Hoai Hoang and Jerker Bengtsson
CERES - Centre for Research on Embedded Systems, Halmstad University, Halmstad, Sweden
Real-time communication, wireless network, QoS.
IEEE 802.15.4 is a new enabling technology for low data rate wireless personal networks. This standard was
not specifically designed for wireless sensor networks, but it has shown to be a good match with necessary
requirements on low data rate, low power consumption and low cost. Unlike the former 802.11 standard,
the MAC protocol specified in IEEE 802.15.4 can operate in two different modes: beacon-enabled mode or
non-beacon enable mode. In beacon-enabled mode, nodes can exclusively allocate a number of guaranteed
time slots, similar to a resource reservation scheme. Hence, the IEEE 802.15.4 MAC protocol have sufficient
capabilities for supporting real-time communication. This paper presents the key features of IEEE 802.15.4
which makes it an attractive standard to use for real-time wireless sensor networks. Two real-time protocols
extending the IEEE 802.15.4 standard are reviewed. The purpose of this paper is to present the state of the
art on real-time support over IEEE 802.15.4 for wireless sensor networks and to discuss the possibilities on
improvements on both the standard and the real-time protocols extending the standard.
Supporting real-time (RT) communication over Wire-
less Sensor Networks (WSNs) has attained an increas-
ing interest from both industry and academia. During
the recent decade, advances in WSN enabling tech-
nology has opened up for many proposals of new
innovative applications. However, many of the pro-
posed applications require support for RT commu-
nication; guarantees for data being delivered from a
source node to a destination node within its given end-
to-end deadline. For example, a surveillance system
needs to alert the detection of an intruder within sec-
onds for the authorities to be able to initiate pursuing
actions in time (He et al., 2006). Depending on the
specific application, different kinds of data have dif-
ferent deadline requirements due to its validity inter-
val. Data registering the movement of a tank in a mili-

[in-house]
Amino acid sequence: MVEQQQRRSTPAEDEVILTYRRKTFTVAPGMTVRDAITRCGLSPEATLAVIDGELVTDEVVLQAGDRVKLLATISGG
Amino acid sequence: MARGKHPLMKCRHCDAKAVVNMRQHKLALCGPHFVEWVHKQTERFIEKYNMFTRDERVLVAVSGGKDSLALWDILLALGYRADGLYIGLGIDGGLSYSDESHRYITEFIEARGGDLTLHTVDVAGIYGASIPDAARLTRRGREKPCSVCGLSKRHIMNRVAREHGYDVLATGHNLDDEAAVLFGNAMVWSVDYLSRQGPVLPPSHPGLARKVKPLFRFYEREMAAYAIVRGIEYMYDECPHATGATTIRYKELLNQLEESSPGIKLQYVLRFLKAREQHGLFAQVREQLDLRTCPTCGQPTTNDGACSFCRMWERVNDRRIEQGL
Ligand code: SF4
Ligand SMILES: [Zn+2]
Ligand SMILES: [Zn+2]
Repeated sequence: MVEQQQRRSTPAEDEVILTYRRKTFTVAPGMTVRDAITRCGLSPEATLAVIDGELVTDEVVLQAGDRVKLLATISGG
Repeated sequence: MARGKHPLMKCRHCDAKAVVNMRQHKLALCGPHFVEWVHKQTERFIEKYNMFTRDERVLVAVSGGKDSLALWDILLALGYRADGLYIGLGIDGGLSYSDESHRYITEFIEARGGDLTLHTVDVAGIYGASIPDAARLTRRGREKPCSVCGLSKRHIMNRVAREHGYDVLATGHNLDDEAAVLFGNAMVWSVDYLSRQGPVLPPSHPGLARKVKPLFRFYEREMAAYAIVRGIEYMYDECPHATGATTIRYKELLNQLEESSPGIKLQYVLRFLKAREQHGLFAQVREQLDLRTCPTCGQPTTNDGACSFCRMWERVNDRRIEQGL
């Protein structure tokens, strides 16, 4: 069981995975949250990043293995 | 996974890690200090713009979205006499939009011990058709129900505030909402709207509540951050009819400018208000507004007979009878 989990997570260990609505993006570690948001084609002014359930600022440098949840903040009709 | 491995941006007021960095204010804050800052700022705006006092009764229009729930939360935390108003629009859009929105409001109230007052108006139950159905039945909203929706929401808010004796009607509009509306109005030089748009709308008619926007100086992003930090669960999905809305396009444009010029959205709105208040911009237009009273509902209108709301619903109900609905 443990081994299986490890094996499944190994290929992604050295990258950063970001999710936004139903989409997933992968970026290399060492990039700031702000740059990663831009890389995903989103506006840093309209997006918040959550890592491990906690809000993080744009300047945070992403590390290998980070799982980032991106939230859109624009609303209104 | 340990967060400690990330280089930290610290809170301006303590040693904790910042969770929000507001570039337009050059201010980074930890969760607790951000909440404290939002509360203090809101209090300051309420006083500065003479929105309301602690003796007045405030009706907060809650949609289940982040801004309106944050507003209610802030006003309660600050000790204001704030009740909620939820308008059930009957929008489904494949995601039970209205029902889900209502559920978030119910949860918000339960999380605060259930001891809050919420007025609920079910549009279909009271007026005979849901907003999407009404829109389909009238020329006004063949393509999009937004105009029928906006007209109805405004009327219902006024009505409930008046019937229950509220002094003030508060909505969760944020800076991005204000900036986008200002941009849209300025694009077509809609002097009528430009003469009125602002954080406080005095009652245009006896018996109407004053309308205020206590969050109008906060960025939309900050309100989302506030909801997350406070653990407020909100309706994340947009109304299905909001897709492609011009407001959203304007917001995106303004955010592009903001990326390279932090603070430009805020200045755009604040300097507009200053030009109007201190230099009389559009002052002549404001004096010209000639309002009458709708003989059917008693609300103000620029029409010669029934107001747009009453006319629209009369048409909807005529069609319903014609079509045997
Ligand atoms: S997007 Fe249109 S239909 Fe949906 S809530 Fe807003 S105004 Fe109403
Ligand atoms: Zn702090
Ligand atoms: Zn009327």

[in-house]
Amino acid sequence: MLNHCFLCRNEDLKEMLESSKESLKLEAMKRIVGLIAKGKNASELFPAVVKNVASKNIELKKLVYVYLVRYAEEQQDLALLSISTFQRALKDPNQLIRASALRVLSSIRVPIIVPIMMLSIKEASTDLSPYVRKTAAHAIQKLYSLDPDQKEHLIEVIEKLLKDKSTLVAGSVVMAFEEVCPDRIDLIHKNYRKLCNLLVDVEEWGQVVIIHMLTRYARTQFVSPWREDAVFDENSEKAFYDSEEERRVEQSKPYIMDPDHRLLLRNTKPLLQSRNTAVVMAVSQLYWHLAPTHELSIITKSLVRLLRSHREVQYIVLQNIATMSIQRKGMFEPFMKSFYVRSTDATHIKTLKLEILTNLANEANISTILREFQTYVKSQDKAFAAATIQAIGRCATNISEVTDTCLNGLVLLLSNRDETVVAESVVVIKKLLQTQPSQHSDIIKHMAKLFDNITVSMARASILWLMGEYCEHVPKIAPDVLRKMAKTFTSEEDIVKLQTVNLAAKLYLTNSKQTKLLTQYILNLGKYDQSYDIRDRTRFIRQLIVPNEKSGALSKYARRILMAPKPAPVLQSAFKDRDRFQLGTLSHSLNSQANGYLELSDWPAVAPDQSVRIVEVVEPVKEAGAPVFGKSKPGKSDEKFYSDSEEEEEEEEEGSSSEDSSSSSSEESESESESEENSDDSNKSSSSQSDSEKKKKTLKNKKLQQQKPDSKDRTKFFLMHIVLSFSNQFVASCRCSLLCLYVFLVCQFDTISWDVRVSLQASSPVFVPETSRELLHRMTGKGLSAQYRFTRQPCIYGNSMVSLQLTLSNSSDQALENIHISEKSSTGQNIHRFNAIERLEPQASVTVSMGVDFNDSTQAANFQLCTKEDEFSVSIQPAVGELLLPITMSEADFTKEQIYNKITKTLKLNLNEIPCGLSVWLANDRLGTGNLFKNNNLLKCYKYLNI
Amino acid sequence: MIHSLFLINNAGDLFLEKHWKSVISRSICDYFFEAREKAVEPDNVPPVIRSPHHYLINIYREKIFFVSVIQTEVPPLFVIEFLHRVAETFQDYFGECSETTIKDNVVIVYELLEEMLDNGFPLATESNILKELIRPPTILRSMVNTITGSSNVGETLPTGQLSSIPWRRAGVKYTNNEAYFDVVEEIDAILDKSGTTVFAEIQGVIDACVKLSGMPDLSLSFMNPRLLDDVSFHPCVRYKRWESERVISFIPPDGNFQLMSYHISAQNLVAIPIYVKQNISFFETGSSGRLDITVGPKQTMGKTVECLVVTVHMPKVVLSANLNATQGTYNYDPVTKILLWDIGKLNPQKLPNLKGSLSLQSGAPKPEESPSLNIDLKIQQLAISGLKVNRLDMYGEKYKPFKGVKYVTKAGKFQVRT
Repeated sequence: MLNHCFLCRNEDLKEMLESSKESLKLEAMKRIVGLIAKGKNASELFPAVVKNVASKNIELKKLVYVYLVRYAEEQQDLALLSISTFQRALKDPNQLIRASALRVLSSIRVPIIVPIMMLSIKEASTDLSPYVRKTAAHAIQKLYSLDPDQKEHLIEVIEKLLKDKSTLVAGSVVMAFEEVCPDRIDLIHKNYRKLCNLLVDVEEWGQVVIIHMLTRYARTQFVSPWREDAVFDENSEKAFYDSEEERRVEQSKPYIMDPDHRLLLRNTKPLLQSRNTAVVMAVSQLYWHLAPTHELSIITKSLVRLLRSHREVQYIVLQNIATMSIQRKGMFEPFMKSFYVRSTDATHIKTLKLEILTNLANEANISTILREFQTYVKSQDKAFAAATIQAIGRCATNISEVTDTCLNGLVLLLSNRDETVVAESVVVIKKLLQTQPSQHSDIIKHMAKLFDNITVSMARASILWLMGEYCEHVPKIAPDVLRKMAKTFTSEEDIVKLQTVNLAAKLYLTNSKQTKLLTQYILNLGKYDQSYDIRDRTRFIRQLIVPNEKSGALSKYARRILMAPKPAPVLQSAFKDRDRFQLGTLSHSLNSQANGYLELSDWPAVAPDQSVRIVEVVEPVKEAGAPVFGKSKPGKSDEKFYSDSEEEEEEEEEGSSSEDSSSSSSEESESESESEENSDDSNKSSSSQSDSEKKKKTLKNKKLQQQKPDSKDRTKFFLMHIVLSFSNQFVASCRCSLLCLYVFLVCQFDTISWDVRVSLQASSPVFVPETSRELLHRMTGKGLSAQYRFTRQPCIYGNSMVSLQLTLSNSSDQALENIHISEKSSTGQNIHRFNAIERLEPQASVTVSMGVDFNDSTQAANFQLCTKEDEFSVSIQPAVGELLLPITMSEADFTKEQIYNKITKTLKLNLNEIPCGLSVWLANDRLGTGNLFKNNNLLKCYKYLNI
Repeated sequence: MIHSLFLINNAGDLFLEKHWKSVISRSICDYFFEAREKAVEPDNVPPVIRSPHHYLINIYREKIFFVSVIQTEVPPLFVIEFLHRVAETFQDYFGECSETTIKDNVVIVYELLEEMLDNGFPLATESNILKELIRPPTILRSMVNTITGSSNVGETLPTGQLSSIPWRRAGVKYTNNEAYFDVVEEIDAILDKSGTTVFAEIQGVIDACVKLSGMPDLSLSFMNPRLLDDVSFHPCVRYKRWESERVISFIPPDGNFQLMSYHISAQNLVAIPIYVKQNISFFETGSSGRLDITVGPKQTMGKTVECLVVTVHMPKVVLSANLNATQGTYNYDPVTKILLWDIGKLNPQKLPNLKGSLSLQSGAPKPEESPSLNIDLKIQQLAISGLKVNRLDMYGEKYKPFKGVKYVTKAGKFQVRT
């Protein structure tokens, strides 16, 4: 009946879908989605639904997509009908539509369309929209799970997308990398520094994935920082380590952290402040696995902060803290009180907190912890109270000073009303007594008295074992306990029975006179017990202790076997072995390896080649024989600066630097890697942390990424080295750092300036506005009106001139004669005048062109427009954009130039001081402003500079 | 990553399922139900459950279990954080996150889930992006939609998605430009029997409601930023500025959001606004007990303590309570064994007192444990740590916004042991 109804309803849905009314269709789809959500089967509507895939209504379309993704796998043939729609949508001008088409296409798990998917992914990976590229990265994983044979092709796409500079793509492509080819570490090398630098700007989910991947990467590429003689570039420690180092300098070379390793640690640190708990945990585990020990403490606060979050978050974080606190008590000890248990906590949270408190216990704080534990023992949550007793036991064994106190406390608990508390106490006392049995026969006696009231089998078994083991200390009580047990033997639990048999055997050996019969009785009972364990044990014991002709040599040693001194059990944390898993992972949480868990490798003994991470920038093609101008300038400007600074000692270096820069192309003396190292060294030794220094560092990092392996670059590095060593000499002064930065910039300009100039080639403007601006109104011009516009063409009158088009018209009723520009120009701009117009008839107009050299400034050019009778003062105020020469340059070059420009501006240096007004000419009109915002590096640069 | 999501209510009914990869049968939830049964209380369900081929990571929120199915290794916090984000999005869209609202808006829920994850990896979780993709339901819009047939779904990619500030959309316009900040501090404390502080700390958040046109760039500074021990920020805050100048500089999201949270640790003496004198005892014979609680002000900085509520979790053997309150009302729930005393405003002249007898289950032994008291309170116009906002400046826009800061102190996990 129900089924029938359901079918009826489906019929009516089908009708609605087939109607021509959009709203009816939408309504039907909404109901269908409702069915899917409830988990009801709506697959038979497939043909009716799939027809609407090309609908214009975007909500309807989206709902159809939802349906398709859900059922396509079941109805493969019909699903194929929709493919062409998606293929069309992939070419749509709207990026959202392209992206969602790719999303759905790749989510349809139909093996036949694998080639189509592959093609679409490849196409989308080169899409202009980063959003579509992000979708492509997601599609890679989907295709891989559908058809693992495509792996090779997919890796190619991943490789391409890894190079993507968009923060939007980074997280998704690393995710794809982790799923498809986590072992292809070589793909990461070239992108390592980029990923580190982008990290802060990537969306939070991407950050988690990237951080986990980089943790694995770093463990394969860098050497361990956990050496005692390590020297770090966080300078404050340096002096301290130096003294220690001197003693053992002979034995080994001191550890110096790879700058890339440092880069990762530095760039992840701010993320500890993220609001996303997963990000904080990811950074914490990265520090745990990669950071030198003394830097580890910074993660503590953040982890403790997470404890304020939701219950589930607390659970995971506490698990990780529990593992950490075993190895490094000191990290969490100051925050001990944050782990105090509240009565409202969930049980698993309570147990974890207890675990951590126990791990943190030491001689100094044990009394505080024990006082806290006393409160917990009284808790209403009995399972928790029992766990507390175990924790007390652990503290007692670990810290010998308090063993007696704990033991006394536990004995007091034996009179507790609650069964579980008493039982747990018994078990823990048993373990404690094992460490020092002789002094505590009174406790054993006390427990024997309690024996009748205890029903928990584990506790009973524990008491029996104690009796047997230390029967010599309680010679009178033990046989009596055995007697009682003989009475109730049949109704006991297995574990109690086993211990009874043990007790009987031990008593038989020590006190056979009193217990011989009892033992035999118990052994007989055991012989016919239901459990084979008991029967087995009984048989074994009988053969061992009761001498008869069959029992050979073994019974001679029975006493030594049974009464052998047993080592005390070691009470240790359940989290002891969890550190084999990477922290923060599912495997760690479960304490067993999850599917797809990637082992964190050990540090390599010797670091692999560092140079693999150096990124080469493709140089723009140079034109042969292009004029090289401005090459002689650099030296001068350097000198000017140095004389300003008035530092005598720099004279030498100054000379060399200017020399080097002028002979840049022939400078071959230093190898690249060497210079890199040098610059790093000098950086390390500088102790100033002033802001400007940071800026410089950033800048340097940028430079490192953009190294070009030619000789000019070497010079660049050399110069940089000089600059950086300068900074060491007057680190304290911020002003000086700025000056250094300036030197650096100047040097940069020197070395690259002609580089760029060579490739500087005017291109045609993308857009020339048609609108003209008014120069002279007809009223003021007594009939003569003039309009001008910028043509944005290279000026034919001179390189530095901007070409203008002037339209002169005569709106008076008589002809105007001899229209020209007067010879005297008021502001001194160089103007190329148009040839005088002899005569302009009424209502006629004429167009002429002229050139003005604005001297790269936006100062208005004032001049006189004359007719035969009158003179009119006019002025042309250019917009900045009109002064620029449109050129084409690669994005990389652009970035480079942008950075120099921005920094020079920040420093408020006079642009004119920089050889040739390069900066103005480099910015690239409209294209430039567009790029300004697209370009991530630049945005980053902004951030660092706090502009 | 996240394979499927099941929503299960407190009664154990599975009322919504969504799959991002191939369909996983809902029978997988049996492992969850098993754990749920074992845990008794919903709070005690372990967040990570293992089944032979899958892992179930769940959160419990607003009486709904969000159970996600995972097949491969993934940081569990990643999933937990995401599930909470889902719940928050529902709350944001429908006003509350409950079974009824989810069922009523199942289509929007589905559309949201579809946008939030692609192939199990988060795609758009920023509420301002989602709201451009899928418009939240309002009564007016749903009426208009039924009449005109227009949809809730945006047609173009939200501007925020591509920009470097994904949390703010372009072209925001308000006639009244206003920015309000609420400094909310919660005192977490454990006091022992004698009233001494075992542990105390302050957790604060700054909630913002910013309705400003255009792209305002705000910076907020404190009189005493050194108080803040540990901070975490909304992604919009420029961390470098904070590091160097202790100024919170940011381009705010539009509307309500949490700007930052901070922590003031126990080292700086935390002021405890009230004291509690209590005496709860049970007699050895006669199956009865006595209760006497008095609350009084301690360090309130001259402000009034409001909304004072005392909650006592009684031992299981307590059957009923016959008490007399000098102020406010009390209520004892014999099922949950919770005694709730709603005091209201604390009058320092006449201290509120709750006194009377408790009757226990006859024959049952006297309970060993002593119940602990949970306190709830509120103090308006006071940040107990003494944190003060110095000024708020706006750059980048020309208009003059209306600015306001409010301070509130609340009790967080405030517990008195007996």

tary surveillance system have shorter update intervals
than data registering transport pallets being moved in
and out from a goods storage. Similarly, the loca-
tion registration of an intruder have a shorter valid-
ity interval than the temperature measurement in au-
tomatic room temperature control system (Lu et al.,
2002). Thus, there is a need for WSNs to support
time-sensitive communication by guaranteeing pack-
ets end-to-end deadlines or minimizing the deadline
miss ratio, i.e., the number of packets that meet their
end-to-end deadline.
Supporting RT communication in WSNs is a great
challenge due to many reasons (Stankovic et al.,
2003). The communication in WSN per se is less
reliable and less predictable than in wired networks
because of its wireless nature. Moreover, a WSN
in general consists of an arbitrarily number of nodes
equipped with highly limited resources; at the one
hand batteries need to be small and at the other hand
they need to be operable during a long time. There-
fore a major factor that must be considered in the de-
velopment of a communication protocol for WSNs is
power-efficiency. Most of the earlier reported work
on RT communication protocols for WSNs have to
a large an extent been focused on the trade-off be-
tween energy efficiency and end-to-end delay guaran-
tees (He et al., 2003; Chipara et al., 2006). Still it re-
mains as one of the most important issues for research
community. Other characteristics that complicates RT
support is network topology. In many proposed ap-
plications, the topology is required to be highly dy-
namic: nodes can relocate, join or leave the network.
Besides making routing more complicated, the work-
loads in such dynamic topologies become highly un-
predictable. Clearly, there is a need for new schedul-
ing methods which can adapt efficiently to such dy-
Hoang H. and Bengtsson J. (2008).
In Proceedings of the International Conference on Wireless Information Networks and Systems, pages 82-87
DOI: 10.5220/0002023800820087
namic environments. A more detailed view of RT
challenges in WSNs can found in (Stankovic et al.,
2003; Li et al., 2007).
In December 2003, IEEE introduced the IEEE
802.15.4 standard (IEEE, 2003) - covering the
Medium Access Control (MAC) layer and the phys-
ical layer - for Low-Rate Wireless Personal Area Net-
works (LR-WPAN). The IEEE 802.15.4 protocol is
particularly suitable for WSNs because it is mainly
specified for: low data rates, providing reliable data
transfer, low cost and low power consumption. Espe-
cially interesting for RT applications is that the IEEE
802.15.4 MAC protocol has the capability of provid-
ing Guaranteed Time Slots (GTS) for time-sensitive
data, similar to traditional TDMA allocation. The
IEEE 802.15.4 protocol has been widely adopted as
one of the more interesting candidates for develop-
ing RT communication protocols for WSNs. The
GTS transmission scheme allows each node in the
network to send data, using a certain number of time
slots according to the first-come-first-served (FCFS)
algorithm. However, due to its simplicity, only static
schedules can be implemented using FCFS based
scheduling. This problem has motivated a number of